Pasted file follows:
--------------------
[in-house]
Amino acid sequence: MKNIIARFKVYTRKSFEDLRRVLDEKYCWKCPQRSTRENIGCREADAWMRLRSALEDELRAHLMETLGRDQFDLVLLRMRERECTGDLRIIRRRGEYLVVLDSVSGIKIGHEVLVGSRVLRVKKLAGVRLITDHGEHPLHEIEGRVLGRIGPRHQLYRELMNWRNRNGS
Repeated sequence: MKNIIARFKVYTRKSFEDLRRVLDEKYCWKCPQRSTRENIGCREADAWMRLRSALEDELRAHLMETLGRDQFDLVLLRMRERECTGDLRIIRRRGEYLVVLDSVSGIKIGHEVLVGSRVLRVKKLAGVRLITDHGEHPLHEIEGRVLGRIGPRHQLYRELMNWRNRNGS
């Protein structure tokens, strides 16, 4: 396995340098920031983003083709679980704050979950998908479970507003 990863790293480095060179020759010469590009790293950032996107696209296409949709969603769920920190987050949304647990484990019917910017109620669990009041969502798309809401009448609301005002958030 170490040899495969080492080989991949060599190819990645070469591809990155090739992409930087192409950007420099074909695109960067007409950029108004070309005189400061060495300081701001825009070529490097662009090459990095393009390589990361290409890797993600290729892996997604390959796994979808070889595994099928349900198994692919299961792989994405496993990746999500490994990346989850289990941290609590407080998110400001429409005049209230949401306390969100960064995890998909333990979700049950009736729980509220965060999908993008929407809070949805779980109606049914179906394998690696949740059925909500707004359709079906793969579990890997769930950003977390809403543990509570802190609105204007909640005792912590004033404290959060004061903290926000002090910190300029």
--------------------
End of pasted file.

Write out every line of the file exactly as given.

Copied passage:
[in-house]
Amino acid sequence: MKNIIARFKVYTRKSFEDLRRVLDEKYCWKCPQRSTRENIGCREADAWMRLRSALEDELRAHLMETLGRDQFDLVLLRMRERECTGDLRIIRRRGEYLVVLDSVSGIKIGHEVLVGSRVLRVKKLAGVRLITDHGEHPLHEIEGRVLGRIGPRHQLYRELMNWRNRNGS
Repeated sequence: MKNIIARFKVYTRKSFEDLRRVLDEKYCWKCPQRSTRENIGCREADAWMRLRSALEDELRAHLMETLGRDQFDLVLLRMRERECTGDLRIIRRRGEYLVVLDSVSGIKIGHEVLVGSRVLRVKKLAGVRLITDHGEHPLHEIEGRVLGRIGPRHQLYRELMNWRNRNGS
């Protein structure tokens, strides 16, 4: 396995340098920031983003083709679980704050979950998908479970507003 990863790293480095060179020759010469590009790293950032996107696209296409949709969603769920920190987050949304647990484990019917910017109620669990009041969502798309809401009448609301005002958030 170490040899495969080492080989991949060599190819990645070469591809990155090739992409930087192409950007420099074909695109960067007409950029108004070309005189400061060495300081701001825009070529490097662009090459990095393009390589990361290409890797993600290729892996997604390959796994979808070889595994099928349900198994692919299961792989994405496993990746999500490994990346989850289990941290609590407080998110400001429409005049209230949401306390969100960064995890998909333990979700049950009736729980509220965060999908993008929407809070949805779980109606049914179906394998690696949740059925909500707004359709079906793969579990890997769930950003977390809403543990509570802190609105204007909640005792912590004033404290959060004061903290926000002090910190300029």